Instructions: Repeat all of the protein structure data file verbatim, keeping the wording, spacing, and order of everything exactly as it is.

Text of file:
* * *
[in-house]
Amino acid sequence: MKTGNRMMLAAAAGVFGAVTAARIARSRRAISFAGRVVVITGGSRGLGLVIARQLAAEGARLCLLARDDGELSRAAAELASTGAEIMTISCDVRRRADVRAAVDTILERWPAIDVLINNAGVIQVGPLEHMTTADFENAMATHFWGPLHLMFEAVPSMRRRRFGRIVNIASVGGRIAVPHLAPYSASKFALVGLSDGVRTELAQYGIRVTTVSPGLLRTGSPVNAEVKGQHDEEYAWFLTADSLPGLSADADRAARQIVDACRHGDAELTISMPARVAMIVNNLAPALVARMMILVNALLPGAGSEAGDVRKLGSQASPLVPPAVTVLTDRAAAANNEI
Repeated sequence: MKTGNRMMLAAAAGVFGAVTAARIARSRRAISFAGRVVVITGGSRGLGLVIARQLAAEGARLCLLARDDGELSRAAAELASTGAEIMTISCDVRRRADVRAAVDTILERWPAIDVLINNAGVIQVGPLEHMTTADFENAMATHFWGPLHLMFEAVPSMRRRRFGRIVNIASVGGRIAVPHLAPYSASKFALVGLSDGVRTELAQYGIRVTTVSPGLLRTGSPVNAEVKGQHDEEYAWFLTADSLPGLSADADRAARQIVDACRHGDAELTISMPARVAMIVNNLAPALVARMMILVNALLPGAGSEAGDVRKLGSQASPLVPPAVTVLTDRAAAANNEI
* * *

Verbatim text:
[in-house]
Amino acid sequence: MKTGNRMMLAAAAGVFGAVTAARIARSRRAISFAGRVVVITGGSRGLGLVIARQLAAEGARLCLLARDDGELSRAAAELASTGAEIMTISCDVRRRADVRAAVDTILERWPAIDVLINNAGVIQVGPLEHMTTADFENAMATHFWGPLHLMFEAVPSMRRRRFGRIVNIASVGGRIAVPHLAPYSASKFALVGLSDGVRTELAQYGIRVTTVSPGLLRTGSPVNAEVKGQHDEEYAWFLTADSLPGLSADADRAARQIVDACRHGDAELTISMPARVAMIVNNLAPALVARMMILVNALLPGAGSEAGDVRKLGSQASPLVPPAVTVLTDRAAAANNEI
Repeated sequence: MKTGNRMMLAAAAGVFGAVTAARIARSRRAISFAGRVVVITGGSRGLGLVIARQLAAEGARLCLLARDDGELSRAAAELASTGAEIMTISCDVRRRADVRAAVDTILERWPAIDVLINNAGVIQVGPLEHMTTADFENAMATHFWGPLHLMFEAVPSMRRRRFGRIVNIASVGGRIAVPHLAPYSASKFALVGLSDGVRTELAQYGIRVTTVSPGLLRTGSPVNAEVKGQHDEEYAWFLTADSLPGLSADADRAARQIVDACRHGDAELTISMPARVAMIVNNLAPALVARMMILVNALLPGAGSEAGDVRKLGSQASPLVPPAVTVLTDRAAAANNEI